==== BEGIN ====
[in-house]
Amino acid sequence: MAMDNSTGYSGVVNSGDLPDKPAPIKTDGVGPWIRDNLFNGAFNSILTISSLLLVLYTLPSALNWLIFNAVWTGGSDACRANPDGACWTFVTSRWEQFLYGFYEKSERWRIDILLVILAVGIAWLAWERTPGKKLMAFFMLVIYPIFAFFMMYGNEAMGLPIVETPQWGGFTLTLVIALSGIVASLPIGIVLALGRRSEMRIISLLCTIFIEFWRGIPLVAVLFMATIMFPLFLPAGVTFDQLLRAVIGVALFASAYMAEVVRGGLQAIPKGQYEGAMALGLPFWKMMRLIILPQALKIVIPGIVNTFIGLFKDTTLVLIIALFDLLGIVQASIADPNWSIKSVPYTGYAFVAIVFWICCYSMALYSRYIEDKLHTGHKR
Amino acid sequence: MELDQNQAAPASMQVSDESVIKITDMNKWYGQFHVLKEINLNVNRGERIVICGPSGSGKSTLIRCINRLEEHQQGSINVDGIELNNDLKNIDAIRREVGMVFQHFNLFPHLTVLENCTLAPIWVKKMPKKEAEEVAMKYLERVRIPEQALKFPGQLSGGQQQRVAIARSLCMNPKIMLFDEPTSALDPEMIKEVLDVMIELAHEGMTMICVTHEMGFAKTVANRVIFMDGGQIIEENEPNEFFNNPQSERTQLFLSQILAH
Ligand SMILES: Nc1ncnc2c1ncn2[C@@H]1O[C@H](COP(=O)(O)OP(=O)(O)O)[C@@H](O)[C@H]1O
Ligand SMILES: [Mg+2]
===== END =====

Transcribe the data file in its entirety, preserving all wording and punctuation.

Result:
[in-house]
Amino acid sequence: MAMDNSTGYSGVVNSGDLPDKPAPIKTDGVGPWIRDNLFNGAFNSILTISSLLLVLYTLPSALNWLIFNAVWTGGSDACRANPDGACWTFVTSRWEQFLYGFYEKSERWRIDILLVILAVGIAWLAWERTPGKKLMAFFMLVIYPIFAFFMMYGNEAMGLPIVETPQWGGFTLTLVIALSGIVASLPIGIVLALGRRSEMRIISLLCTIFIEFWRGIPLVAVLFMATIMFPLFLPAGVTFDQLLRAVIGVALFASAYMAEVVRGGLQAIPKGQYEGAMALGLPFWKMMRLIILPQALKIVIPGIVNTFIGLFKDTTLVLIIALFDLLGIVQASIADPNWSIKSVPYTGYAFVAIVFWICCYSMALYSRYIEDKLHTGHKR
Amino acid sequence: MELDQNQAAPASMQVSDESVIKITDMNKWYGQFHVLKEINLNVNRGERIVICGPSGSGKSTLIRCINRLEEHQQGSINVDGIELNNDLKNIDAIRREVGMVFQHFNLFPHLTVLENCTLAPIWVKKMPKKEAEEVAMKYLERVRIPEQALKFPGQLSGGQQQRVAIARSLCMNPKIMLFDEPTSALDPEMIKEVLDVMIELAHEGMTMICVTHEMGFAKTVANRVIFMDGGQIIEENEPNEFFNNPQSERTQLFLSQILAH
Ligand SMILES: Nc1ncnc2c1ncn2[C@@H]1O[C@H](COP(=O)(O)OP(=O)(O)O)[C@@H](O)[C@H]1O
Ligand SMILES: [Mg+2]